And on the very top shelf are the items that I really don't want to ever have to use haha!  Thankfully, the only horse who liked to develop hoof abscesses was Reva and she is living up north doing low level pony club and distance rides now!  Hoof abscess must haves include diapers, Animalintex poultice pads, ichthammol, Epsom salts, vetwrap, and duct tape!  I have size 3 diapers here, which must have been the right size.  I tend to stay with black or blue vetwrap but you can see I won a bunch of "fun" prints at a show last fall haha.  I have never really needed to use the hoof packing much, so that is another item that has been in my first aid kit since the beginning of time with the rolled cotton LOL!  I have Dial soap which is great for washing everything, cloth tape (I prefer duct tape with horses but this has been kicking around the barn for a while), and cotton balls.  Bag Balm is a staple in the barn, right?  But again, it is not usually my ointment of choice.  And I have two balling guns that are really not my favorite to use, and one must be incredibly careful not to puncture the esophagus, but they do help when there is really no choice but to get several pills into a horse (aka Dreamy's episode with Lyme!).  


So, that is my version of a well stocked first aid kit.  Remember to always consult with your vet about learning to use any/all of the products I have shown here.  Is there anything you use or have in your first aid kit that I should have?  

Thursday, July 13, 2017

Canter Progress

Like any Standardbred, it has taken time and patience with Snappy to develop her canter.  She is physically able to canter but what is holding her back is her mental block about the gait.  She raced until she was twelve years old, and I even trained and raced her under saddle (at a trot), so it was quite ingrained in her mind to never canter, just trot as fast as possible, even under saddle. She is honestly scared of the canter, as she was trained as a young horse that any time she moved into that gait, she was hit in the mouth hard with the reins/bit.  

Last summer I wrote about her current canter, which wasn't much as I wasn't really pushing the issue.  Back then, her left lead was stronger, her upwards transitions were horrid, and she could barely hold her right lead to go an almost full 2o m. circle.  After the canter, she forgot how to trot, bend, or relax and I had to go directly from a canter to a walk for her brain to settle down.




Thankfully, much has changed so far this year.  While her left lead is still stronger, she can canter 3-5 times around a 20 m. circle now in both directions without issue.  I would say her transitions are still pretty explosive, but she can now come back to a trot without losing her shit.  And her trot afterwards is pretty decent.  I just need to clean up the transitions and the first 2-3 strides and I think we could handle an Intro C test for sure, maybe a Training 1.  

The following three photos are an accurate representation of our current trot-canter transitions.  She throws her head, leaps into the gait, and then relaxes.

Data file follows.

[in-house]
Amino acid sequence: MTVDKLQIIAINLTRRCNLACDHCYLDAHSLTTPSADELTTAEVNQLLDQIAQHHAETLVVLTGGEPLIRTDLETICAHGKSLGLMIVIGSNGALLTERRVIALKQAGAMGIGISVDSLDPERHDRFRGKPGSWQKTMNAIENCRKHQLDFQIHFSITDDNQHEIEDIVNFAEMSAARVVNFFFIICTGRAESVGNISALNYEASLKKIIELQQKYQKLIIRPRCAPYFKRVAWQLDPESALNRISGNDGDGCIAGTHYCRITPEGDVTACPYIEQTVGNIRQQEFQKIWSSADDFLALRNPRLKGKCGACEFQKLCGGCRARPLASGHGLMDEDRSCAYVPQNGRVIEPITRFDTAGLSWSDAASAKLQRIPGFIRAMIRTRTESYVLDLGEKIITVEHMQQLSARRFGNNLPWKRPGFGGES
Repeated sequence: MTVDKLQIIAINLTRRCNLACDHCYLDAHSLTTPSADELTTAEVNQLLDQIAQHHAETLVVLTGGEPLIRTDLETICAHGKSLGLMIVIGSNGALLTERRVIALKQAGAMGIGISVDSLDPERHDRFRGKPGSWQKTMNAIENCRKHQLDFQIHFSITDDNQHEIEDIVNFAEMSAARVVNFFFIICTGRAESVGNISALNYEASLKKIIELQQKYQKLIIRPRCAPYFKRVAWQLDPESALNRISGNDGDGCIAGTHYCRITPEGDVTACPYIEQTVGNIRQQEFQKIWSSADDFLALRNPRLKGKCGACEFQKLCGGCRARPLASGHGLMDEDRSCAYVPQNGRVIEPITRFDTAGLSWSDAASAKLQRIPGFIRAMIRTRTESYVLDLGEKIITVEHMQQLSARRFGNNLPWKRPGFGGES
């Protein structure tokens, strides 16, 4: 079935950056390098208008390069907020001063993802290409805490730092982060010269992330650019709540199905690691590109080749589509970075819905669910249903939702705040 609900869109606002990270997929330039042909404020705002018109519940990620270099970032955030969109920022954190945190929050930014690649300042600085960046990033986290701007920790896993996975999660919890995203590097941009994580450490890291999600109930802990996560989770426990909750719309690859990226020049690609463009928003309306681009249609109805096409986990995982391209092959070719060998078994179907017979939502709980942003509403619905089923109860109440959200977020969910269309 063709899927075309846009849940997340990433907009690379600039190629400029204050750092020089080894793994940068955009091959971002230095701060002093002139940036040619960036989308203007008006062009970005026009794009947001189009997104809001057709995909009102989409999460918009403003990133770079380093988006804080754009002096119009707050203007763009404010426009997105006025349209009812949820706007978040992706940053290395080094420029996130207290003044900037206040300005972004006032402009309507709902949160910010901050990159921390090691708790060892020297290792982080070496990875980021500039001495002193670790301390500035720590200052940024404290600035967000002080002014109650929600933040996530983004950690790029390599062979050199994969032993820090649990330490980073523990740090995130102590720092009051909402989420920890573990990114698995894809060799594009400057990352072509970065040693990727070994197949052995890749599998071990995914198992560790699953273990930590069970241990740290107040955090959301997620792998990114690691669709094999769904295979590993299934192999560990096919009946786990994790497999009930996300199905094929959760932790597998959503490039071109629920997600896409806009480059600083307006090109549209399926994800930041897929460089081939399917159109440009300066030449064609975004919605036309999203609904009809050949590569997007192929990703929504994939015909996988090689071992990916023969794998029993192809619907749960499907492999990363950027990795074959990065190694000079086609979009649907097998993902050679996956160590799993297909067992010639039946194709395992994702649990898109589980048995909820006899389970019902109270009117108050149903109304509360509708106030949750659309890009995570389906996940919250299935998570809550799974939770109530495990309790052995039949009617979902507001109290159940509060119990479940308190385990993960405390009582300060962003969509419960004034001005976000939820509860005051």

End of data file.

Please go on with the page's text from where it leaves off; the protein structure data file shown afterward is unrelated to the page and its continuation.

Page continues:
Current upwards explosion, errr, transition



 Then she decides to trust me and to trust herself, and she settles down into this.
Ohhhh, I CAN canter like a normal horse!


Her trot work after the canter is improving in quality as well.  Hopefully, it will only be a matter of more time, more patience, and more confidence before her canter comes together into a dressage worthy gait!  I'd like to think we could try an Intro C test this fall, but maybe I will wait until next spring.  It all depends on Snappy.  We shall see!  :-)





Wednesday, July 12, 2017

Ossipee Valley Fair - July 6-9, 2017

My husband and I decided to bring our young calves, Red and Rusty, to the local fair, Ossipee Valley.  It is probably the smallest fair in the state and is only a fifteen minute drive to our house, so it was the perfect place to get the babies out for their first ever fair.  The idea behind purchasing these two was to have a pair to play around with for the year and then sell them at the end of the fair season in October.  We already have someone who wants to buy them after seeing them at Ossipee, so I suppose our plan will work out (and I made my husband PROMISE not to sell them out from me beforehand)!

Of course, all self respecting horse girls have to plan for a matching stall valance, name signs, and farm sign.  I mean, c'mon!  ;-)  I had all spring to brainstorm and I think it looked cute!  I also repainted an old wooden trunk of mine (green, of course) and added a brass nameplate to the top engraved with our farm name.



The fair lasted from Thursday to Sunday, which meant we brought them calves over on Wednesday night to get them settled in.  They were surprisingly easy going about the entire thing.  My husband had to work Thursday and Friday, so I knew it would be slightly crazy for me to do chores at home and get over to the fair for the day with two children in tow!  But we all managed and the baby did a great job taking afternoon naps at the fair in his reclining stroller and sleeping well at night!